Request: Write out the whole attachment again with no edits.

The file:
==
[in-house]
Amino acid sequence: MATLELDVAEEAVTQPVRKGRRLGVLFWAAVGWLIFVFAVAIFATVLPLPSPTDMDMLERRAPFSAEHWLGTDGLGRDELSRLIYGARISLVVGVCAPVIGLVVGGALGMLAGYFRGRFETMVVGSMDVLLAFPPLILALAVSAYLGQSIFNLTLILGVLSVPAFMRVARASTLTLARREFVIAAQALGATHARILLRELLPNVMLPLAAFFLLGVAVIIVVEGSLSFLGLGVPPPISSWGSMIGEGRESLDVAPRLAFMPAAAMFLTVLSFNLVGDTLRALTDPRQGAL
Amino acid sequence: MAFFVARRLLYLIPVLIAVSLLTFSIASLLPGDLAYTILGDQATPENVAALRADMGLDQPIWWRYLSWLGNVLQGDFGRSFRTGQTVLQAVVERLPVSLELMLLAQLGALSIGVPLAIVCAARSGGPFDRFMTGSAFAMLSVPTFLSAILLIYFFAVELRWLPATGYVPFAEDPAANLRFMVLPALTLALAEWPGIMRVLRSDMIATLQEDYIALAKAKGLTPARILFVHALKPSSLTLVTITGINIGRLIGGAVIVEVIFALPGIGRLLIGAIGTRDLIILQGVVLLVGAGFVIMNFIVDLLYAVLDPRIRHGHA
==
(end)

[in-house]
Amino acid sequence: MATLELDVAEEAVTQPVRKGRRLGVLFWAAVGWLIFVFAVAIFATVLPLPSPTDMDMLERRAPFSAEHWLGTDGLGRDELSRLIYGARISLVVGVCAPVIGLVVGGALGMLAGYFRGRFETMVVGSMDVLLAFPPLILALAVSAYLGQSIFNLTLILGVLSVPAFMRVARASTLTLARREFVIAAQALGATHARILLRELLPNVMLPLAAFFLLGVAVIIVVEGSLSFLGLGVPPPISSWGSMIGEGRESLDVAPRLAFMPAAAMFLTVLSFNLVGDTLRALTDPRQGAL
Amino acid sequence: MAFFVARRLLYLIPVLIAVSLLTFSIASLLPGDLAYTILGDQATPENVAALRADMGLDQPIWWRYLSWLGNVLQGDFGRSFRTGQTVLQAVVERLPVSLELMLLAQLGALSIGVPLAIVCAARSGGPFDRFMTGSAFAMLSVPTFLSAILLIYFFAVELRWLPATGYVPFAEDPAANLRFMVLPALTLALAEWPGIMRVLRSDMIATLQEDYIALAKAKGLTPARILFVHALKPSSLTLVTITGINIGRLIGGAVIVEVIFALPGIGRLLIGAIGTRDLIILQGVVLLVGAGFVIMNFIVDLLYAVLDPRIRHGHA